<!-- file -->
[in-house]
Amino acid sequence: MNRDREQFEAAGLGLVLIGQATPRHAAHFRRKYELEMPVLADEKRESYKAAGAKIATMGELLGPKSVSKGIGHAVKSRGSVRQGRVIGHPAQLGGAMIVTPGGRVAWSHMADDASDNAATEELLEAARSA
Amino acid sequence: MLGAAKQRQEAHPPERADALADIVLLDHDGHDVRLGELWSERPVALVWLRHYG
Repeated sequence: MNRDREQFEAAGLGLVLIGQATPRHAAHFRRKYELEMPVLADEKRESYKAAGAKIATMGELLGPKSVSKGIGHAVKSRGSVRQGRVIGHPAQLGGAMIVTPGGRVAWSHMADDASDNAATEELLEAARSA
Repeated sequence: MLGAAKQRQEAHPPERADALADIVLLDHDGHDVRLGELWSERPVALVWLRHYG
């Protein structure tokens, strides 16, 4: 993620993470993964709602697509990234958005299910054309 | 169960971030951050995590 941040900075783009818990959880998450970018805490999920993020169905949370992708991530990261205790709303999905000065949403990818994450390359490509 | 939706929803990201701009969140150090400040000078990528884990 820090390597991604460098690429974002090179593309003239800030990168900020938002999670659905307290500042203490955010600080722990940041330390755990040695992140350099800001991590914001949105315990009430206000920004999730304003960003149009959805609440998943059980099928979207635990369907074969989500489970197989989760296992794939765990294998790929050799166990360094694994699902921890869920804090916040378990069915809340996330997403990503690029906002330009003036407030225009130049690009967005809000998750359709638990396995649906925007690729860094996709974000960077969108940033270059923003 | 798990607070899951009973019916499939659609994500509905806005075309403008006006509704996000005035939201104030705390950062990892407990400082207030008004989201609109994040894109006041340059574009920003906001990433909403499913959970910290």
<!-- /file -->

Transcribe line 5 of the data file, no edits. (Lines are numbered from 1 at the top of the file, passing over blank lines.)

Repeated sequence: MLGAAKQRQEAHPPERADALADIVLLDHDGHDVRLGELWSERPVALVWLRHYG